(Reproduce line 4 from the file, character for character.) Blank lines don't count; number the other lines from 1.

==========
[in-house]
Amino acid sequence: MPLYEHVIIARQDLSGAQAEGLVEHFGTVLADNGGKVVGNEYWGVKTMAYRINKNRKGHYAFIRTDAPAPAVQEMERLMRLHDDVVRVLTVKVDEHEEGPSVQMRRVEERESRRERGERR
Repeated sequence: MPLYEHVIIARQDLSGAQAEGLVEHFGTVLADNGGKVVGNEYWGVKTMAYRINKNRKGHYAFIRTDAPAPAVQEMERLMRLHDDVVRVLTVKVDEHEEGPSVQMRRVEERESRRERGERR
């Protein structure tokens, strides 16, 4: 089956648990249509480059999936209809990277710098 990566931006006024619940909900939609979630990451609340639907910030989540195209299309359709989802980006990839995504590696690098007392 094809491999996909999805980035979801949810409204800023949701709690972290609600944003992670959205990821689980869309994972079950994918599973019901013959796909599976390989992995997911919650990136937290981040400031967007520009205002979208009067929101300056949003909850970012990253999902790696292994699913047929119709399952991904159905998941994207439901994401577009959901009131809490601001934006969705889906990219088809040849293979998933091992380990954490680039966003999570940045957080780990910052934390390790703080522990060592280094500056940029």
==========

């Protein structure tokens, strides 16, 4: 089956648990249509480059999936209809990277710098 990566931006006024619940909900939609979630990451609340639907910030989540195209299309359709989802980006990839995504590696690098007392 094809491999996909999805980035979801949810409204800023949701709690972290609600944003992670959205990821689980869309994972079950994918599973019901013959796909599976390989992995997911919650990136937290981040400031967007520009205002979208009067929101300056949003909850970012990253999902790696292994699913047929119709399952991904159905998941994207439901994401577009959901009131809490601001934006969705889906990219088809040849293979998933091992380990954490680039966003999570940045957080780990910052934390390790703080522990060592280094500056940029």